Community Partnership Focuses on Accessibility in Science

August 7, 2017

Tyler Sloan

adults and children working together to build science projects
Students from the Harrison Cultural Community Centre and Oberlin build paper towers outside of the Science Center last week as part of a two-day camp.
Photo credit: Dale Preston '83

A collaboration between Oberlin College and the Harrison Cultural Community Centre is geared toward making science more approachable — and fun — for young students from Lorain County.

Building popsicle-stick boats may not seem like physics at first, but the activity is just one way to make science more creative and accessible — an effort that Associate Professor of Biology Taylor Allen and the Harrison Cultural Community Centre are undertaking together.

As part of a two-day camp last week, Allen and several of his students facilitated approachable workshops for visiting children from Lorain County. Along with constructing boats in Allen’s lab, students from five to 12-years old made paper, explored the Adam Joseph Lewis Center’s greenhouse, and toured the Allen Memorial Art Museum.

“As a center, we want to make sure the kids are developing academically, socially, and otherwise,” says Peter Ogbuji, executive director of the Harrison Centre and former assistant director of the Bonner Center for Service and Learning. “We want to give them hands-on experience to get to know the world beyond the city of Lorain.”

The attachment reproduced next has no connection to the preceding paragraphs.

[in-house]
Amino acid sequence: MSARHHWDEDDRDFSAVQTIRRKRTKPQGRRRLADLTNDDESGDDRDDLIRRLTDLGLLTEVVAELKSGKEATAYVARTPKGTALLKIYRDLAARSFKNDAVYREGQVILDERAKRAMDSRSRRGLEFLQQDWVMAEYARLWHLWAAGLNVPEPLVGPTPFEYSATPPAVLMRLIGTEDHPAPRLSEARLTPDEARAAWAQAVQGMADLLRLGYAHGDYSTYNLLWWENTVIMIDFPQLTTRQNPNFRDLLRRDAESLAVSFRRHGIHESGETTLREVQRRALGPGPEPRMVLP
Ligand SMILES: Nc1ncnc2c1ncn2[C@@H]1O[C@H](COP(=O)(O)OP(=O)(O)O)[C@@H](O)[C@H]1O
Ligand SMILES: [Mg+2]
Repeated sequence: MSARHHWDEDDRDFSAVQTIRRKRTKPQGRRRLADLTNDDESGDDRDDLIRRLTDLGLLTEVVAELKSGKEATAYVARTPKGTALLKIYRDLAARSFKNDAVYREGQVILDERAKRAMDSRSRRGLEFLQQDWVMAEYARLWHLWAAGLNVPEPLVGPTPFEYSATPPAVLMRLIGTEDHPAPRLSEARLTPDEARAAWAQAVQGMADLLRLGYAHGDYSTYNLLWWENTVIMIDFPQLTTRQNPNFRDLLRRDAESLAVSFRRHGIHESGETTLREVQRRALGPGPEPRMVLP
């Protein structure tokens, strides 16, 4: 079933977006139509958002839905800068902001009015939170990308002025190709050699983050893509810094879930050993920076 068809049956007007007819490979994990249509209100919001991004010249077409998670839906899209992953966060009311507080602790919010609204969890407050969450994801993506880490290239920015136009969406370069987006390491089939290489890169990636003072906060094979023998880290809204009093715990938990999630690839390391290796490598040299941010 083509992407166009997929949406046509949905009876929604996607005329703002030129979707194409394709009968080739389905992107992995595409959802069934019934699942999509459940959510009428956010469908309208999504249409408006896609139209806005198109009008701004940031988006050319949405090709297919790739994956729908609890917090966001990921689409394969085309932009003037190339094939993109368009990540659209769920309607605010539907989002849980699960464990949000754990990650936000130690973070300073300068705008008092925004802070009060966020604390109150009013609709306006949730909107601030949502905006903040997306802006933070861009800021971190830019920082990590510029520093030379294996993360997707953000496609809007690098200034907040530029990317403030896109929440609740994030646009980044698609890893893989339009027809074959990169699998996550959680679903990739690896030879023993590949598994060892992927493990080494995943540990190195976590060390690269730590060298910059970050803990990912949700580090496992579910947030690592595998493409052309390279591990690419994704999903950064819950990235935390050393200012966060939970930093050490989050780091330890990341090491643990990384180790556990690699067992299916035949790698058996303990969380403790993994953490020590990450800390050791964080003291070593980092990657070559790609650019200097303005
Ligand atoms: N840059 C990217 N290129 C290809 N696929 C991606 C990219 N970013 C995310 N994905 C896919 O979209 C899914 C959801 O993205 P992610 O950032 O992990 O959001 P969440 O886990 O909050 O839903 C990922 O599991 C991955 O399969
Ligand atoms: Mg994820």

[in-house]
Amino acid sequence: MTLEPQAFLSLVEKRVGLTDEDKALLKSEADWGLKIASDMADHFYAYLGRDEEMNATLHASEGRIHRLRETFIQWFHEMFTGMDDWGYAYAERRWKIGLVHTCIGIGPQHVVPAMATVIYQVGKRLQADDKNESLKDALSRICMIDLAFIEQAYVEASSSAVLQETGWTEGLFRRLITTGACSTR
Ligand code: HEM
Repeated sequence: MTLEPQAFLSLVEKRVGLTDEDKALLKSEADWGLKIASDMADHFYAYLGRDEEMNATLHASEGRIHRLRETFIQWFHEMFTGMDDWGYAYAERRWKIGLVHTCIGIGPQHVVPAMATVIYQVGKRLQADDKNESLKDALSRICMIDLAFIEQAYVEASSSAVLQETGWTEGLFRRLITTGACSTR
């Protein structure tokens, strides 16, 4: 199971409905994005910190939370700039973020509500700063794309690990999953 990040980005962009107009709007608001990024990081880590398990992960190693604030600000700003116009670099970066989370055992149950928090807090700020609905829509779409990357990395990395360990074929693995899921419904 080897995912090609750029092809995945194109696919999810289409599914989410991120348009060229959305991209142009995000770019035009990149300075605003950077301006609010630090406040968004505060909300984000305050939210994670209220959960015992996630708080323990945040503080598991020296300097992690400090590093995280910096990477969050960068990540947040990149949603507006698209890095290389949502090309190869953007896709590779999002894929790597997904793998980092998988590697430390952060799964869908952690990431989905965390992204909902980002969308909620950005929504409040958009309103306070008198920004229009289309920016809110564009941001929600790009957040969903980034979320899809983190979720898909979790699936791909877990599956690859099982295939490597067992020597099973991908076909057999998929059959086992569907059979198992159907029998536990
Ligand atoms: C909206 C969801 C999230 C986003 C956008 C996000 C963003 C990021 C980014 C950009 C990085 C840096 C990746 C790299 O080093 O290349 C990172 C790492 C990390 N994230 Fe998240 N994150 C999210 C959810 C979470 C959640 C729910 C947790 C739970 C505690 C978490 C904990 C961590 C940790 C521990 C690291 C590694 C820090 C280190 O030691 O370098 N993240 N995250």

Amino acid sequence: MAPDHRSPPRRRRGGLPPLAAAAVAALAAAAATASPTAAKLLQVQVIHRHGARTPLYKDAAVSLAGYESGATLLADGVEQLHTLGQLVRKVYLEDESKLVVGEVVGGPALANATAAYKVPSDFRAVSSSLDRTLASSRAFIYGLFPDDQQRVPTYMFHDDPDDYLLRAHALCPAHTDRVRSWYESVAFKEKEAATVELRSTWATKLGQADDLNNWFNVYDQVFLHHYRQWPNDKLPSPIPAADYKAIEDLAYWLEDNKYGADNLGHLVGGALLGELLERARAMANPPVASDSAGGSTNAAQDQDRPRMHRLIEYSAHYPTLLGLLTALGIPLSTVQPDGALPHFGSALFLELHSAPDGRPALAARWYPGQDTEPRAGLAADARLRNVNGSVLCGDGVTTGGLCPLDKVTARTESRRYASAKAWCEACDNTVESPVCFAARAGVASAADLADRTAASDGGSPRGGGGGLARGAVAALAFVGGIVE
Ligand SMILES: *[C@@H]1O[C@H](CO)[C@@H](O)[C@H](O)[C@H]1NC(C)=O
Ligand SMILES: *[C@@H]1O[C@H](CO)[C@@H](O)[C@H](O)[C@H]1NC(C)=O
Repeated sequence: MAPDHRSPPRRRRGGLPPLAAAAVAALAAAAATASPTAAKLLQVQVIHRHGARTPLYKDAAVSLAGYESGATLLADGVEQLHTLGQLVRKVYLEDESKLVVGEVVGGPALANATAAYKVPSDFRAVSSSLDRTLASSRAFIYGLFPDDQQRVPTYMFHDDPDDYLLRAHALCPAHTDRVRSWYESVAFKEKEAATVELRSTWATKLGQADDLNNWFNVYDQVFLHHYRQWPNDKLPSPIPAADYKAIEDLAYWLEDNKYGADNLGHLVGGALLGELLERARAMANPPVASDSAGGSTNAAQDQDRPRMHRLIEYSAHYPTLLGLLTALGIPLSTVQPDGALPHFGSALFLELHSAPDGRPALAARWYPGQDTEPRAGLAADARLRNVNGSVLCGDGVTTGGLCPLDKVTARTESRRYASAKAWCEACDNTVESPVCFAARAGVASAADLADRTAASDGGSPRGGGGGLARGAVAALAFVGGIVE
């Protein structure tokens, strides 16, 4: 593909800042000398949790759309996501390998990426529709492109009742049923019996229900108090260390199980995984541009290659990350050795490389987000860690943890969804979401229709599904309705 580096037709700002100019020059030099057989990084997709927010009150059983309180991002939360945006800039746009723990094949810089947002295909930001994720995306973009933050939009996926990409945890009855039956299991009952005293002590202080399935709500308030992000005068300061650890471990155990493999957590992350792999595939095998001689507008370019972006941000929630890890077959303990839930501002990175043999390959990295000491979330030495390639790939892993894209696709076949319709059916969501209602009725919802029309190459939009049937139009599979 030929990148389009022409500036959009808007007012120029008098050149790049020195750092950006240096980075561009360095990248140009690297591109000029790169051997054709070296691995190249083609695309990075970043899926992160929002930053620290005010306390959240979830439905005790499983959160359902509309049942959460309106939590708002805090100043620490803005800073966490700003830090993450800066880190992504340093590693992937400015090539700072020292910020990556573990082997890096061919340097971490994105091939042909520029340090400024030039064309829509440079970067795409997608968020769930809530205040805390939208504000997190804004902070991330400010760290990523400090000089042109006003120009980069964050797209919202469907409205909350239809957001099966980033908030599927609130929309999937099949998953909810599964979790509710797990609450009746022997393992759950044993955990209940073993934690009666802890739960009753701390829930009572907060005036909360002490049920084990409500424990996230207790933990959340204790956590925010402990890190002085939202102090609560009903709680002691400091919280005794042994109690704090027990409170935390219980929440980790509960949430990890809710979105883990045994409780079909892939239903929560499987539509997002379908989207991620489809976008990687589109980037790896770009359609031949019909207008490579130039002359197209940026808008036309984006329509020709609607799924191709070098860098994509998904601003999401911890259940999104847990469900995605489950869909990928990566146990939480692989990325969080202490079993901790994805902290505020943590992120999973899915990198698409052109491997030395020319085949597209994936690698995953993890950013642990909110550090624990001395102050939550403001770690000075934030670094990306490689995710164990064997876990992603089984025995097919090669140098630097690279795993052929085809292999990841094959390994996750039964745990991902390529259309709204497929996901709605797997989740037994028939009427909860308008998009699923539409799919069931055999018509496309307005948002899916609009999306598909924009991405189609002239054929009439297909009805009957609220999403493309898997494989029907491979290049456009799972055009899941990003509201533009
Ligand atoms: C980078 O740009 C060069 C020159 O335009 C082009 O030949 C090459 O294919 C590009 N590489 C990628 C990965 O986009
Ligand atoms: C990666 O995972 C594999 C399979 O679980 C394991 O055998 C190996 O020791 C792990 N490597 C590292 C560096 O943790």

The project, conceived by Ogbuji, was made possible through a Bonner Center mini grant. Audrey Webster, a rising sophomore who helped supervise the camp, drafted the grant proposal after speaking with Allen, Ogbuji, and Tania Boster of the Bonner Center to assess Harrison’s specific organizational needs. Boster called Webster’s proposal an exemplary model of community engagement, reflecting both Ogbuji’s pedagogical perspective and her own research.

Webster’s Oberlin-based research focuses on increasing accessibility to science, technology, engineering, and math, particularly at the introductory level. She says that taking a more creative approach and stepping away from memorization-based learning can encourage people who would otherwise be deterred from studying science to try it out.

“The kids really had a chance to explore their creativity with the different assignments,” Webster says. “We really tried to emphasize if you don’t get it right away, you can start over and learn from what you did wrong. We want to inspire that love for science by making it more about using the creative process versus memorization.”

Moving into the fall semester, both Webster and Allen said they hope to continue working with kids from the Harrison Centre. One idea Allen has for incorporating the partnership is for students in his design-thinking course to create activities that they can then teach to the Harrison youth. Other possibilities include developing relationships between the organization and different groups on campus, such as the engineering club.

“We’re trying to encourage others to see a potential future in engineering and science,” says Allen. “They’re approachable activities that can engage munchkins and even adults.”

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